Council votes to open red snapper fishing weekends in late October

Red Snapper fishing has been closed along the East Coast of Florida for years.

Capt Don Dingman, of the Hook The Future fishing show, dispays a snapper offshore from Jacksonville which was safely released after this photo.

JACKSONVILLE, Fla. – Eager fisherman are rearranging their late October weekend schedules after this afternoon's vote by the South Atlantic Fishery Management Council to open red snapper fishing along the East Coast of Florida for the first time in over a year. 

On Monday afternoon the council voted to allow fisherman to fish for red snapper in federal waters beginning in mid to late October of this year. The details are still to be finalized but the council is in favor of a recreational mini-season of 6 to 12 days of fishing over a period of three day weekends beginning in mid to late October. The recreational limit would be one fish per person per day with no minimum size limit. Commercial fisherman would be limited to 75lbs per trip. 

The council's decision is still in need of approval by NOAA, and once that occurs the specific dates will be announced. That should occur within the next few weeks. 

The Council also approved measures in Amendment 43 to the Snapper Grouper Fishery Management Plan with the intent to have a red snapper season in 2018. The amendment would revise the process to calculate the annual catch limit for red snapper, allowing mini-seasons for red snapper beginning in July. If allowed, the recreational fishery would open the second Friday in July (July 13, 2018) and the commercial fishery the second Monday in July (July 9, 2018). The annual opening dates for the fishery were established through an earlier amendment.

Under the Council’s approved preferred alternative, the 2018 annual catch limit would also be 42,510 fish. Because fishing pressure would be greater during the summer months in most areas, it is estimated that the recreational mini-season would last between 4 to 7 weekend days with a 1 fish per person/day bag limit and no minimum size limit. The commercial trip limit would remain at 75 pounds. The number of recreational fishing days would be determined by NOAA Fisheries and announced prior to the July opening. The Secretary of Commerce must approve Amendment 43 before it is implemented.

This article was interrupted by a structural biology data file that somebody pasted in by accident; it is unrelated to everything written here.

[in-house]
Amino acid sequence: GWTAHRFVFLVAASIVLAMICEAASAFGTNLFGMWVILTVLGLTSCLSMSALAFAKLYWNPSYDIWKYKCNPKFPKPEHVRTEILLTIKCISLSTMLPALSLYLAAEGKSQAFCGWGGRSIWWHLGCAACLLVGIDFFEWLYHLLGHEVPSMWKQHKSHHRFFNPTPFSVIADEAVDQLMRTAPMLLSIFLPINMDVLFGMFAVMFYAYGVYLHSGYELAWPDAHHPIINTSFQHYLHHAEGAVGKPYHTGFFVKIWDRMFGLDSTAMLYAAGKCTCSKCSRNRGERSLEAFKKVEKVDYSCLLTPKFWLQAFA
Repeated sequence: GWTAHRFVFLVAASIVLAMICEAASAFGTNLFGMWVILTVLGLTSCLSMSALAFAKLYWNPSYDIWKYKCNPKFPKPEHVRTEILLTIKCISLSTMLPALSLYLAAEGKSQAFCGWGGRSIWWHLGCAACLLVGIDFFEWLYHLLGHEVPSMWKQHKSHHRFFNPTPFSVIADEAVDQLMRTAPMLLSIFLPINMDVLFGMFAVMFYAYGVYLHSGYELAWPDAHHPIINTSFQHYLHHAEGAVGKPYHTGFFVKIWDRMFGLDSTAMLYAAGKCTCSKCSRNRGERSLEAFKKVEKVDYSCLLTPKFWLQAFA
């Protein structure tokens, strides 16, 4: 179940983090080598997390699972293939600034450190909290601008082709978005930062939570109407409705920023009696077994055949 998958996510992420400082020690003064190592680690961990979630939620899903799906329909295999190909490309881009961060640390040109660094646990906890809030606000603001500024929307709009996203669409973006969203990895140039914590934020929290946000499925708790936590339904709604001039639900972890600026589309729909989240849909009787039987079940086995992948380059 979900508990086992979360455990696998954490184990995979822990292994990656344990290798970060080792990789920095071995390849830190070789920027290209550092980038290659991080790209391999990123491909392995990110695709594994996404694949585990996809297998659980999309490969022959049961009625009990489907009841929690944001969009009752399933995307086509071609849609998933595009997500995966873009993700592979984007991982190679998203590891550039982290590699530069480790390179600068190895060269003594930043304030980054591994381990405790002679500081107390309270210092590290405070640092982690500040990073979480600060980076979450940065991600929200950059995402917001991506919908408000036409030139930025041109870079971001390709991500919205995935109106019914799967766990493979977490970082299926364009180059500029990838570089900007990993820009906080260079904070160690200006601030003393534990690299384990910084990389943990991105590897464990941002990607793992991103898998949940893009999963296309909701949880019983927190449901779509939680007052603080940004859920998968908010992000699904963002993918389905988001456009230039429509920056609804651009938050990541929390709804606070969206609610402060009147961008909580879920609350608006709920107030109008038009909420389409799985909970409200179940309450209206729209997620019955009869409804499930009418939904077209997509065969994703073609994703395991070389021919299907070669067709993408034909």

“We’ve consistently heard from our constituents about the increasing number of red snapper encountered and concerns that harvest has been prohibited for the past four years,” said Council Chair, Dr. Michelle Duval. “The majority of comments support allowing a limited harvest of red snapper.”

Council members also noted the positive social and economic benefits of allowing mini-seasons beginning this year, especially on the heels of recent damage to fishing communities by Hurricane Irma.
    State agency personnel will work diligently to collect information from fishermen if harvest is allowed. Personnel will be stationed at boat ramps, marinas, and other locations to gather data, similar to data collected during the 2012-2014 mini-seasons. “The Florida Fish and Wildlife Conservation Commission, Fish and Wildlife Research Institute will be conducting surveys of private recreational anglers and charter-for-hire crew,” explained Jessica McCawley, Council representative for FWC. “Additionally, biologists will be collecting tissue samples (ear bones and gonad samples) to evaluate the sizes, ages, and reproductive condition of the fish being harvested.” Council members noted that additional data collected during the mini-seasons would be useful in future management decisions.

Private recreational fishermen will also have an opportunity to report their catch information as part of a voluntary pilot project using the mobile iAngler tournament app. The free mobile app will allow fishermen to report their landings of red snapper, the number of fish released, depths fished, and other valuable information. Additional details will be publicized from the Council office as they become available.
    “It is important for fishermen to remember that this is their red snapper resource,” explained Dr. Duval. “It is imperative that fishermen do everything possible to minimize the number of red snapper released during the season openings and use best fishing practices to improve the survival of released fish. Anglers are encouraged to move away from area populations after catching their bag limit and to use descending devices to reduce the impacts of barotrauma, especially when fishing in depths over 100 feet.” Dr. Duval also noted the rate of harvest in 2017 will determine the length of the 2018 red snapper season. “We must be cautionary in balancing access to the fishery without negatively impacting the sacrifices made thus far as this important stock continues to rebuild.”